The Conditions for Human Health and Well Being Reside within the Psychosocial Contexts of Human Life

Anthony Marsella

As our concern for human health and well being grows with each day, we find ourselves too often looking to solutions within limitations of the health care system. We speak of the need for more medical services, lower medical costs, more health professionals, better medical technologies, improvements in medical records, greater access to health care, and more research.

While all of these factors are important, they distract us from recognizing and addressing the very psychosocial causes that ultimately limit human health and well being – causes that could be addressed directly and immediately and that would significantly reduce dysfunction, disorder, and disease, and promote human health and well being.

We are infatuated with the physical. We pursue reductionism endlessly, going from limb, to organ, to cell, to gene, to atom and molecular space. All of these pursuits are warranted for they have helped illuminate the substrates and structures of illness. But they cannot in and of themselves address the tolls on human health and well being that are exacted within the psychosocial contexts of our lives. For example, can anyone deny that a reduction in poverty would limit scores of illnesses associated with the deprivations of poverty?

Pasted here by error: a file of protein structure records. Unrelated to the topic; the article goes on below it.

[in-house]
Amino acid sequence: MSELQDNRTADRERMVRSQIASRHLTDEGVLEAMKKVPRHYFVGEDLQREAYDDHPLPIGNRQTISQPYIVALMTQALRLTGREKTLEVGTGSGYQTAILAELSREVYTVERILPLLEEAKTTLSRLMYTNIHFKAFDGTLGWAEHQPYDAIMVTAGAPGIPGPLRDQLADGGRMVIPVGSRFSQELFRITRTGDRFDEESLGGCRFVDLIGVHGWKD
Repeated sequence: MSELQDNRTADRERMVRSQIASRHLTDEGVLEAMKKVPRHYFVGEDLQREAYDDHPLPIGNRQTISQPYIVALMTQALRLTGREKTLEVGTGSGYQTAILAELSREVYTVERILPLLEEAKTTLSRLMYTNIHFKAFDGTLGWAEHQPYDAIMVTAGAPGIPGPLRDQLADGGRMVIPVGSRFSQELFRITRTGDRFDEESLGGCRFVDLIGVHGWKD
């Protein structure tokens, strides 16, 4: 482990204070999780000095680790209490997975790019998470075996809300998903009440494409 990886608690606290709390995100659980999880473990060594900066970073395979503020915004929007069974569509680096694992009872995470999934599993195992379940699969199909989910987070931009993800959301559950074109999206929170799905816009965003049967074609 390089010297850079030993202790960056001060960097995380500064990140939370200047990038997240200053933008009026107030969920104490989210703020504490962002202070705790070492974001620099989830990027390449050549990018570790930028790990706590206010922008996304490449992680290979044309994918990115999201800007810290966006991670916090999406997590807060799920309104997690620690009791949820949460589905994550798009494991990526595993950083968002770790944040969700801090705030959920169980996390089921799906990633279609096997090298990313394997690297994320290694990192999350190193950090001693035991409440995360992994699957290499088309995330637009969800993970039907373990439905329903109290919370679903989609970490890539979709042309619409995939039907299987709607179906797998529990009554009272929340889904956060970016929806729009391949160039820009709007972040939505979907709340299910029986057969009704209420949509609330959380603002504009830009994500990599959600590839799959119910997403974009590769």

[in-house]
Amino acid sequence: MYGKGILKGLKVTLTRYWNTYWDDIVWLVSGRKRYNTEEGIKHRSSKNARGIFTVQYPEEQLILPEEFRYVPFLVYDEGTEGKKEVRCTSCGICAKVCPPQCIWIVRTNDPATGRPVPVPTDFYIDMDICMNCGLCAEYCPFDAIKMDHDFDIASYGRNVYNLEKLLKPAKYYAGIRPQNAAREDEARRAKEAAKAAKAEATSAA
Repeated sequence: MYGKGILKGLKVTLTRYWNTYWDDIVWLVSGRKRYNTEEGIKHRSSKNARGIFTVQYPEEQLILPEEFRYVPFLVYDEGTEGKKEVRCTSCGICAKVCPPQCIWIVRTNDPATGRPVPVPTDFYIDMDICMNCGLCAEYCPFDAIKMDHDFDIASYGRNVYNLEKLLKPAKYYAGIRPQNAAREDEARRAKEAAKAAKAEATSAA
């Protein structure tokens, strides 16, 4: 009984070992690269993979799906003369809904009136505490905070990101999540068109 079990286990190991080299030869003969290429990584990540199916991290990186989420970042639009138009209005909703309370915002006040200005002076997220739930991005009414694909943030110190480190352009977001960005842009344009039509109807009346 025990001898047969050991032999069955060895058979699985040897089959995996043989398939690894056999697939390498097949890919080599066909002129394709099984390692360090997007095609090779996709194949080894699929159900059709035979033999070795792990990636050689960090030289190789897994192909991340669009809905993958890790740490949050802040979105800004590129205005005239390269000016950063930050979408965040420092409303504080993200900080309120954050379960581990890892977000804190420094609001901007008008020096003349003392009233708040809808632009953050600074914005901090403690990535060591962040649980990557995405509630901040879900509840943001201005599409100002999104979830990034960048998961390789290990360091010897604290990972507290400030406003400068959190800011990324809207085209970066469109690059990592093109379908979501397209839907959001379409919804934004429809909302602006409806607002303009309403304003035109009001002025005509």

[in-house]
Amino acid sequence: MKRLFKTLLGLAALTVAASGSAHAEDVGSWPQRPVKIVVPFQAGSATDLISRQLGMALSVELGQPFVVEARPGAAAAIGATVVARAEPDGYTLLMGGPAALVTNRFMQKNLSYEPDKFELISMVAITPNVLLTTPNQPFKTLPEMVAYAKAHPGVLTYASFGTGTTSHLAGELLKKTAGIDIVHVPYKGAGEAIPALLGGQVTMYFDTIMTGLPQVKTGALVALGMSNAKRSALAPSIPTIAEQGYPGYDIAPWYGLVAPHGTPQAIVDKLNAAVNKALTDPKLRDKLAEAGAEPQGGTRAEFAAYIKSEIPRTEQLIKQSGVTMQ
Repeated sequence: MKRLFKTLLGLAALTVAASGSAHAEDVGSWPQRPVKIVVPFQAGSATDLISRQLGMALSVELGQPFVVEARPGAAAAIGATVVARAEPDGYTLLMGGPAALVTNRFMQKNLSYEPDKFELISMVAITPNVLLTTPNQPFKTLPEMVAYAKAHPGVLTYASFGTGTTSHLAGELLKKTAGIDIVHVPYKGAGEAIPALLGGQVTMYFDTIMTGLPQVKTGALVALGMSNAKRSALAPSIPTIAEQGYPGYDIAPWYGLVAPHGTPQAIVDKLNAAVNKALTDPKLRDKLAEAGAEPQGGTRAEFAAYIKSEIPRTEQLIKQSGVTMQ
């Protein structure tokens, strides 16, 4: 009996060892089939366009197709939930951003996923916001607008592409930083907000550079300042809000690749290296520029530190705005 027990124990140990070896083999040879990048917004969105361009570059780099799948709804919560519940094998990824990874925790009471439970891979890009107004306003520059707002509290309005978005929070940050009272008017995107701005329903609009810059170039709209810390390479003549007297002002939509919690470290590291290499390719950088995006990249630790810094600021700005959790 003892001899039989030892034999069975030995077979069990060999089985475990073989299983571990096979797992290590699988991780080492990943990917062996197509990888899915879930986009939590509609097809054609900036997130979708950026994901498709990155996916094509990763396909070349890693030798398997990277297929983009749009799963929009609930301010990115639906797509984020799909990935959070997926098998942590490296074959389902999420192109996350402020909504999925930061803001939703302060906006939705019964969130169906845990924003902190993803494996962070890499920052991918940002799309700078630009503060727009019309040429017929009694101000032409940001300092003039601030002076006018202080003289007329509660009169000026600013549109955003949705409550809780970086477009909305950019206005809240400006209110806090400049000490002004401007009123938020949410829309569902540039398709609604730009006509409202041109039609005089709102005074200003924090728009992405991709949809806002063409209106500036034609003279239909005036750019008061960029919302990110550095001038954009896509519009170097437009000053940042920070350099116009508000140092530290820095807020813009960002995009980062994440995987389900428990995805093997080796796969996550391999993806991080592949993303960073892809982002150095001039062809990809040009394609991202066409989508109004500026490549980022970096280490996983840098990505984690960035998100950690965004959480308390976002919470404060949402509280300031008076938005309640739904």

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When U.S. Humanitarian Aid Becomes “Irregular Warfare”

Anne Anderson

basraPsychologists for Social Responsibility has traditionally supported U.S. government policies that focus on the use of diplomacy, development aid, and psychosocially appropriate humanitarian assistance to support communities striving to sustain themselves. However, these days, it is difficult for the U.S. to pursue those kinds of policies even when we want to. The U.S. government over the years has dismantled its capacity to deliver such services through any civilian agency and is left, by default or by design, with using military forces to provide them.

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